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Lawrence Booth: Why Hawkeye makes sense

November 11th, 2009 by Lawrence Booth in Test cricket

On Monday cricket enters a new era – yes, another one – when the Ahmedabad Test between India and Sri Lanka will be overseen by an extra pair of eyes. Or rather an extra pair of Hawkeyes.

It will be the first time since the start of October, when the ICC chose to upgrade the umpire-review system from a mere trial to a part of the playing conditions, that Paul Hawkins’ technology will be on hand to help TV officials with leg-before decisions. Depending on your perspective, this is either a long-overdue piece of common sense or a betrayal of cricket’s ingrained deference to the umpire – a figure, it is often bewailed, who will soon be reduced to counting to six.

For this blogger, the introduction of Hawkeye sits squarely in the common-sense camp – and not only because the lament about the umpire-turned-hat-stand-and-abacus is misty-eyed romanticism.

One of the less remarked-upon aspects of Hawkeye, which has been used as an aid to viewers for some time now, is the extent to which it has improved our understanding of the game’s geometry. Pre-Hawkeye, the temptation was to damn any delivery with a touch of inswing as “missing leg”. But the technology has revealed this orthodoxy to be part of cricket’s innate conservatism: crazy though it sounds, the stumps turn out to be bigger than we think.

When England and West Indies trialled the system in the Caribbean earlier this year, its hopeless misapplication by Daryl Harper overshadowed the incompetence of the players, who referred decisions that really were “missing leg”. They, too, may be wiser for the experience.

Critics point out, reasonably enough, that – like the umpires – Hawkeye is prone to human error. It is calibrated, initially at least, by people. And the technical operators need to have their wits about them. But if you compare Hawkeye’s margin for error – 5mm, says Hawkins – with that of the on-field umpire, there really is no contest.

The critics also argue the system wastes time, a crime in these days of slow over-rates. And yet both sides are allowed no more than two incorrect challenges per innings. If teams have any sense, they will use their allotment carefully. The delays will hardly disrupt the game’s flow – and, for the spectators, they may even add to its drama. Think of Hawkeye’s success from that point of view in tennis.

All of which, you may think, is besides the point. Shouldn’t we just let the umpires make their mistakes and trust in the wheel of fortune delivering a beneficiary blunder on its next cycle? Maybe. But the world has moved on.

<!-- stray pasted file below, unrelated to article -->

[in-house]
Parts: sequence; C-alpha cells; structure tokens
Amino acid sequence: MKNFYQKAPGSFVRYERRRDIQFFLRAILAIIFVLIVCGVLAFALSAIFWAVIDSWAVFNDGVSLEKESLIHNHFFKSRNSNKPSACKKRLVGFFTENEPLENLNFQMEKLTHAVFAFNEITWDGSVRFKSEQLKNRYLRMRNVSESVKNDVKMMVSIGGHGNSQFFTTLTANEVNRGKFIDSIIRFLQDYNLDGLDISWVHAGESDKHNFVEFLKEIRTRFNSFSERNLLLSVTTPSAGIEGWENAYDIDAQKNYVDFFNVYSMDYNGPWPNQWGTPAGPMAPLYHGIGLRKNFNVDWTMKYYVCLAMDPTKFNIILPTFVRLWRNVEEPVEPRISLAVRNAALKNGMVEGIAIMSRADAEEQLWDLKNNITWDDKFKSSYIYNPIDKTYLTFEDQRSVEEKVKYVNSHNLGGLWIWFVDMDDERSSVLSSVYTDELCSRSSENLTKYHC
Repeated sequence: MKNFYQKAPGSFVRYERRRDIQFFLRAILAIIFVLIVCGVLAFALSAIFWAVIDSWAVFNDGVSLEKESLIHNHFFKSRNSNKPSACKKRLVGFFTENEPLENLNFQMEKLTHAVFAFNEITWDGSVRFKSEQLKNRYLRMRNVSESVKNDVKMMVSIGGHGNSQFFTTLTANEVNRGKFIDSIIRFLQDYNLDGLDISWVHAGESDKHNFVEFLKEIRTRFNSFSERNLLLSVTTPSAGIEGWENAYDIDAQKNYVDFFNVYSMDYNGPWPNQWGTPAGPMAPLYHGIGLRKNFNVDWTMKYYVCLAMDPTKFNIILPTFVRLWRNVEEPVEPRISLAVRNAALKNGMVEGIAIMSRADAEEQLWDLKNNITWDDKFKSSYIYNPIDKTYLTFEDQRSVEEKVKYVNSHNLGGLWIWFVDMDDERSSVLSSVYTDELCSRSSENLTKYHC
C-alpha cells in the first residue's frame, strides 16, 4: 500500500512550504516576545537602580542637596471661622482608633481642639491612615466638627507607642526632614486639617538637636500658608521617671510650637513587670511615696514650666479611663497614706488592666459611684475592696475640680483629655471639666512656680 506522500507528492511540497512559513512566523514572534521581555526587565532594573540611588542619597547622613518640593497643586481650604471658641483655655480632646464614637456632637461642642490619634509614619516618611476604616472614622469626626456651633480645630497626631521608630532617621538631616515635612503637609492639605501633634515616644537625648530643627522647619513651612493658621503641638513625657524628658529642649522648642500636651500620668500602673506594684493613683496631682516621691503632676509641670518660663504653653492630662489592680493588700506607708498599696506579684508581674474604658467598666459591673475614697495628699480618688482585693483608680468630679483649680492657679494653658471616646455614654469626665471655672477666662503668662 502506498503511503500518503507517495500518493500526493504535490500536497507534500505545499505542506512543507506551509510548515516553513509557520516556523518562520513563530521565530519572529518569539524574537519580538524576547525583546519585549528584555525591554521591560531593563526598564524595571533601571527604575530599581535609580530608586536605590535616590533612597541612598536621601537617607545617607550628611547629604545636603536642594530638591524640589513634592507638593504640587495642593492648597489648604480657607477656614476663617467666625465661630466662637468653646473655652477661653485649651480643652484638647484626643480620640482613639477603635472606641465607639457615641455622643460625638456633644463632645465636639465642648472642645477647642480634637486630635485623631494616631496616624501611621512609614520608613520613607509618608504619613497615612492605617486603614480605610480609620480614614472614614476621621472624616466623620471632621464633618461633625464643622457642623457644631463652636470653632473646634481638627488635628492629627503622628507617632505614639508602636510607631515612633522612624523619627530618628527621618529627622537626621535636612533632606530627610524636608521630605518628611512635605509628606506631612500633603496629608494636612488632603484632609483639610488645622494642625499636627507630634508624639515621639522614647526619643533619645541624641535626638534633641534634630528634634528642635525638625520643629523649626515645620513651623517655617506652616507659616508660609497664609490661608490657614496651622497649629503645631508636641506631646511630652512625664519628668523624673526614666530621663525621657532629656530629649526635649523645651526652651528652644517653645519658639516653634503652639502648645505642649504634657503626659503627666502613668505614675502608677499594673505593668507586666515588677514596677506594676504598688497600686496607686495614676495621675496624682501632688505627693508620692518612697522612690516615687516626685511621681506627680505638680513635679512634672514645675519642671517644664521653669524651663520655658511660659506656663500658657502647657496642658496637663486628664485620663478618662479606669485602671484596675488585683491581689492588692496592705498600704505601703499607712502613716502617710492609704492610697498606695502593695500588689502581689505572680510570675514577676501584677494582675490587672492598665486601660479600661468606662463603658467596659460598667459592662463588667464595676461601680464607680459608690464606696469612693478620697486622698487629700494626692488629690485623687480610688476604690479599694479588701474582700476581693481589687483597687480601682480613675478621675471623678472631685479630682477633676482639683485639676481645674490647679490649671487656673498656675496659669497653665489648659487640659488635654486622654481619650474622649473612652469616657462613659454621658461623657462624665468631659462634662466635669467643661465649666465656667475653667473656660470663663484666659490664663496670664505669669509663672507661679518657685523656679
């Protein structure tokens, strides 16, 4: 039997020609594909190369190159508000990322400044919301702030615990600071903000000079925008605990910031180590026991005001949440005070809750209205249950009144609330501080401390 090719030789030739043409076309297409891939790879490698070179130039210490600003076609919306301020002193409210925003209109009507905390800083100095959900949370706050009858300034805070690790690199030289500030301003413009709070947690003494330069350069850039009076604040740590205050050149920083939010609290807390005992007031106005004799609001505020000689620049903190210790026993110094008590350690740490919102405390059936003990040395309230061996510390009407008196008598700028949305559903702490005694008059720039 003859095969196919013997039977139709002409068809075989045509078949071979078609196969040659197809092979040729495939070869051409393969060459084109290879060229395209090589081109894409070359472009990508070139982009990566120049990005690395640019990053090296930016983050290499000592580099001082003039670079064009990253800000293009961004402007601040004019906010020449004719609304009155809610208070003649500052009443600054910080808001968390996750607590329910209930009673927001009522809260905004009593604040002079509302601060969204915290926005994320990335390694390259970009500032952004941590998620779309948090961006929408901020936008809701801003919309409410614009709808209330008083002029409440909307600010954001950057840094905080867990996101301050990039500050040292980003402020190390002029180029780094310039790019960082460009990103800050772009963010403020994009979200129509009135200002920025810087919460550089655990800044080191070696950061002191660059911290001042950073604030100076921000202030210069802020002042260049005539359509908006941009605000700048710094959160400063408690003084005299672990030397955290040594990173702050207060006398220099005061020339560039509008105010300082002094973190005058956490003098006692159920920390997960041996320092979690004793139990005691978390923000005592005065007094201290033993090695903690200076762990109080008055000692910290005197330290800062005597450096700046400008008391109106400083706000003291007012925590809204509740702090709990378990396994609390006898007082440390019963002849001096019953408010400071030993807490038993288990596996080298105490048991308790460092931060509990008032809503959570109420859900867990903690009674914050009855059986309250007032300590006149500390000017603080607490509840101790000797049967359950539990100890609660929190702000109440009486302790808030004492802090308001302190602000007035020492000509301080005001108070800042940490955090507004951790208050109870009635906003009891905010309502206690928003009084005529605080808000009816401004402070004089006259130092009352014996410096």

The players don’t want to feel hard done by in an age where careers can rest on single decisions. The fans don’t want to spend weeks on end arguing about whether Andrew Symonds’ reprieve at Sydney in January 2008 skewed the entire Australia/ India series. And – ironically, you may think – there are a few umpires who don’t want to be the only people involved in a game to have missed the obvious inside edge.

“We’re here to help the umpires,” Hawkins told me. “The bar goes up when you have technology. But if we thought it was only going to work 80% of the time, we wouldn’t put our hand up. Can you think of anything in life that has worked 100% of the time? But we want to get into the high 99%s, which people can appreciate is a lot better than humans.”

It would be lovely if players walked for nicks, fielders claimed nothing on the bounce and bowlers didn’t go up when they know the batsman has edged it onto his pad. But it doesn’t happen that way. So why should umpires be the only throwback to more innocent times? Mercifully, that question will soon be irrelevant.

Lawrence Booth writes on cricket for the Daily Mail, and you can sign up for his weekly newsletter the Top Spin here. His fourth book, What Are The Butchers For? And Other Splendid Cricket Quotations, is out now, published by A&C Black

Posted in Test cricket | 1 Comment »

One Response to “Lawrence Booth: Why Hawkeye makes sense”

  1.   Shrawan Raja says:

    This is the right move. I think the Umpire’s role in the game is to ensure it is played fair. Technology today is cheaper and also trustworthy and that means nothing is left for luck to decide.

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